The Age Of Enterprise Malware (A.k.a APT vs AFT)
August 12, 2013
By Roger Thompson

In 2013, most people understand that the acronym APT stands for Advanced Persistent Threat, but I’m coining a new one … AFT, which stands for Another… uh … Freaking Trojan, and I suggest that all malware now falls into one of these two categories.

Every day, every antivirus lab gets some very large number of new and unique samples,  (Kaspersky put the number at 200k in December 2012, up from 125k per day earlier in the year … http://www.kaspersky.com/about/news/virus/2012/2012_by_the_numbers_Kaspersky_Lab_now_detects_200000_new_malicious_programs_every_day),  but most of these are just automatically and programmatically generated variants of a much smaller number of genuine families. This is done to avoid detection from signature scanners, but it means that the underlying behavior rarely changes, and is pretty easy to detect by behavior monitors, something that antivirus products are getting much better at. Oh, and create a user-level account for day to day work, and you’re pretty safe.

Over the weekend, however, came the “revelation” that the FBI was using exploits and malware that they’d developed themselves to catch Bad Guys.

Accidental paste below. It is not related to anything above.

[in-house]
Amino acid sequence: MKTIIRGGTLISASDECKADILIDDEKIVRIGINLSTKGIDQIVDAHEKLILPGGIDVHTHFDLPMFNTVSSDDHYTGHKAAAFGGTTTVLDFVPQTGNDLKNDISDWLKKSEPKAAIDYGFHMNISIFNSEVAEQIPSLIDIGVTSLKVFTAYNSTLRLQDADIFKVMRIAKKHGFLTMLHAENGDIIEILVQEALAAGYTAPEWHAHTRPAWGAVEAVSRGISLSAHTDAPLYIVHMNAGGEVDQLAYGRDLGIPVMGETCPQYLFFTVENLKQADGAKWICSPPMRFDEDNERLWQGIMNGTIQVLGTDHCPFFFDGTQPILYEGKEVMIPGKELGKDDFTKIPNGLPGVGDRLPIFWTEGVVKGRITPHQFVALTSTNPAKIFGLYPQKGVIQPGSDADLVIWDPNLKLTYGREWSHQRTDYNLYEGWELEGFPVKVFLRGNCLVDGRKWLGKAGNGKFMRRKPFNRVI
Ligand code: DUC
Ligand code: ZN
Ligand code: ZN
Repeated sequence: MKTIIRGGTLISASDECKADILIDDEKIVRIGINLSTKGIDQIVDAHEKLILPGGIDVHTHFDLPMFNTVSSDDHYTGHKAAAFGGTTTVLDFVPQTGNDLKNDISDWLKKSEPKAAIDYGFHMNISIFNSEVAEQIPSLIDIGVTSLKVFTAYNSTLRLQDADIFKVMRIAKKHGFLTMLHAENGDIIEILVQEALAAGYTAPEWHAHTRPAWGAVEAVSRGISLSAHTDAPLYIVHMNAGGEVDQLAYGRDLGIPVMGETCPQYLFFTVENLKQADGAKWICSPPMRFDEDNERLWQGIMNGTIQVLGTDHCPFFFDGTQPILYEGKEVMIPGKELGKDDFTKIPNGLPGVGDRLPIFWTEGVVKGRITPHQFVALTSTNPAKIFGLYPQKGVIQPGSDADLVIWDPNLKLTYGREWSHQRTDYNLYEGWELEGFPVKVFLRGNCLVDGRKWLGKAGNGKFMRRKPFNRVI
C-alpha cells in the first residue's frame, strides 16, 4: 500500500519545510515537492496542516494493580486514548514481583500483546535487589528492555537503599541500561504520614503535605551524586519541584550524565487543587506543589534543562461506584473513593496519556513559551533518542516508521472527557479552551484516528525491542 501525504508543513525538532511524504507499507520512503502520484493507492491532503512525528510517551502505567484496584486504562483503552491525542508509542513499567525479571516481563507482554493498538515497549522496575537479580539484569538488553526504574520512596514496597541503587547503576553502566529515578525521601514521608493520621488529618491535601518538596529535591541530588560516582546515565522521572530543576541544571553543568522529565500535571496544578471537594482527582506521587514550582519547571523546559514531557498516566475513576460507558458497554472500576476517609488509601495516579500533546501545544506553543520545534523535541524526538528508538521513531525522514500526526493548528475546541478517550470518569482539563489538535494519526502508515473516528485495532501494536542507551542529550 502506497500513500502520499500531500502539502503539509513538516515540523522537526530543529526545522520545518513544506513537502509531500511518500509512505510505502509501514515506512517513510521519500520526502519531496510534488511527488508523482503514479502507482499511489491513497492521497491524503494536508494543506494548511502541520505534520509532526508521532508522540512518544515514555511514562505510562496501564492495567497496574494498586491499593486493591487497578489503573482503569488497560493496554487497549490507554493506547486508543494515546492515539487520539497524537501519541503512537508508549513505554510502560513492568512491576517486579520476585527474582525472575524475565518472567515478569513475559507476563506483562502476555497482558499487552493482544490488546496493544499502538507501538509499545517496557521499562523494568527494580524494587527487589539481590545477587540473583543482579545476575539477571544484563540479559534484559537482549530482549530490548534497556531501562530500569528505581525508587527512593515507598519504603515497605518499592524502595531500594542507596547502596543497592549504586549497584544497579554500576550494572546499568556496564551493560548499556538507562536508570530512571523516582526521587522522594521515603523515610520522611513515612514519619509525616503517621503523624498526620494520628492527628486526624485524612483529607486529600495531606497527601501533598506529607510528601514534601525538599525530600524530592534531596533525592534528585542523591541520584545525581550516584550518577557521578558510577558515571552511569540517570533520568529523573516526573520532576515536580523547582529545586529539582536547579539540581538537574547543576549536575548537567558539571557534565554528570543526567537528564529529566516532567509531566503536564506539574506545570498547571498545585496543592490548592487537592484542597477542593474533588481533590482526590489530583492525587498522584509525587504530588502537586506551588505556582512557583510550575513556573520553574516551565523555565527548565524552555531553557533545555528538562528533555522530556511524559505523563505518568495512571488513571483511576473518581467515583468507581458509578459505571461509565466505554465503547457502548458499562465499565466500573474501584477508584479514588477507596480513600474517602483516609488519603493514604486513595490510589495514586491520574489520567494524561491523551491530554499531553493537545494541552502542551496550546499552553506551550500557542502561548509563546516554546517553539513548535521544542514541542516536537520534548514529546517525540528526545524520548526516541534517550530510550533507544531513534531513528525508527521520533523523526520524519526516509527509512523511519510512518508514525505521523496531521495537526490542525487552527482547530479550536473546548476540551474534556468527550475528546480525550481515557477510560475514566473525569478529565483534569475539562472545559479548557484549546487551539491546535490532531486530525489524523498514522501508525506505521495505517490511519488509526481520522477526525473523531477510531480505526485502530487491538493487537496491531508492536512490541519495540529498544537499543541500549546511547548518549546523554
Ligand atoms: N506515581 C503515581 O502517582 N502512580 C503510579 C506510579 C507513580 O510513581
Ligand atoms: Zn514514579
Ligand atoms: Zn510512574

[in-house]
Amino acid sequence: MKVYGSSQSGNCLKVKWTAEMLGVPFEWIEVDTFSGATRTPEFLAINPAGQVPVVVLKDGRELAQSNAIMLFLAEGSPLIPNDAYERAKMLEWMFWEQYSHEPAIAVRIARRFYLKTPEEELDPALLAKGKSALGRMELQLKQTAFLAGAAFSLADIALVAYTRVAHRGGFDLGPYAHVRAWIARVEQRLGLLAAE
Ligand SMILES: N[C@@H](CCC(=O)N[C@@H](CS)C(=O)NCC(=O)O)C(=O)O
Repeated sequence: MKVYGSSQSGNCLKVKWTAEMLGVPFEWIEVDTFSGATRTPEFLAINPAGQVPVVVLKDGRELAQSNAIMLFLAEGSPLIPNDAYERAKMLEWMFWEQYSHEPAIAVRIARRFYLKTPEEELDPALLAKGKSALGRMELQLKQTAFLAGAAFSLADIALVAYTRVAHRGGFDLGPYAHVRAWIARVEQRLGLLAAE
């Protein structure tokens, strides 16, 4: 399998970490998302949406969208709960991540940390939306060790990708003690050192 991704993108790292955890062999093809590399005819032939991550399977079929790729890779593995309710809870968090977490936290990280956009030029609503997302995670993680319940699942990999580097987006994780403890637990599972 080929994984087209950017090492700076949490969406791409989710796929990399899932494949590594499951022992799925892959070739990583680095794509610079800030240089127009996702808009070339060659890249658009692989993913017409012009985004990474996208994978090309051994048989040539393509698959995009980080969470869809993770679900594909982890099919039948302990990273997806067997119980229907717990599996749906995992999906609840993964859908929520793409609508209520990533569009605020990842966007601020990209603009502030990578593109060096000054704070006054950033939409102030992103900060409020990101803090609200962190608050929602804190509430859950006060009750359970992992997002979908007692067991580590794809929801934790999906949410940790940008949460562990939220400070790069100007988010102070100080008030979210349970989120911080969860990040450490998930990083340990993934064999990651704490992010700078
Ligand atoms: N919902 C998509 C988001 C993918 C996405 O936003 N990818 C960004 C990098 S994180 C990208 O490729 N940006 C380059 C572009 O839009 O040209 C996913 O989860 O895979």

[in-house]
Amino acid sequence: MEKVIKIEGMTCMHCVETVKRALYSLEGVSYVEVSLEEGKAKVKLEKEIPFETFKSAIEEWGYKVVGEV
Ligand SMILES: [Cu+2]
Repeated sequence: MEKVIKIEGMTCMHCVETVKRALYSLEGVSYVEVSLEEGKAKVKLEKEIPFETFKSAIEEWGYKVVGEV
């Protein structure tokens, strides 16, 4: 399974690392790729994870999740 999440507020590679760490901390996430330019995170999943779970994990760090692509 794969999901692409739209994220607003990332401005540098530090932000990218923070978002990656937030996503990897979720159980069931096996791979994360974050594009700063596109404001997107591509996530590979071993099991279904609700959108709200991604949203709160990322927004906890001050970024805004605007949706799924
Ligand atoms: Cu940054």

Whether you think that’s a good thing or a bad thing is up to the individual to decide, and is not germane to this story anyway, because the point is that it underscores just what our new Age Of Malware really is.

It’s not an Age Of Cyber War as many have suggested, although that’s part of it, and neither is it an Age of Cyber Espionage, although that’s part of it … the real point, the real issue, is that it’s now an Age Of Enterprise Malware.

On one level, this is mildly amusing, because right from the outset, people have said to antivirus companies, “How do we know that you guys don’t write the viruses?”, and while the antivirus companies are still not writing them, other companies sure are.

For the first time, our opponents are not anti-social, albeit intelligent, teenagers; and nor are they criminals, both opportunistic and organized… they’re enterprises. Now, by “enterprises”, I don’t just mean the generally accepted idea of a profit-driven business, I really mean large, organized groups of people with enormous resources. This can be a government body or a for-profit defense contractor, or it might be a company developing surveillance tools -- whoever they are, they have resources.

No wonder attackers have become so good.

Here, then, is the nub of the matter. We don’t see much Enterprise Malware, maybe a piece every couple of months, but when we do, it’s important, and can be classed as an APT, but for the 200k other things every day, well, they’re just AFT.

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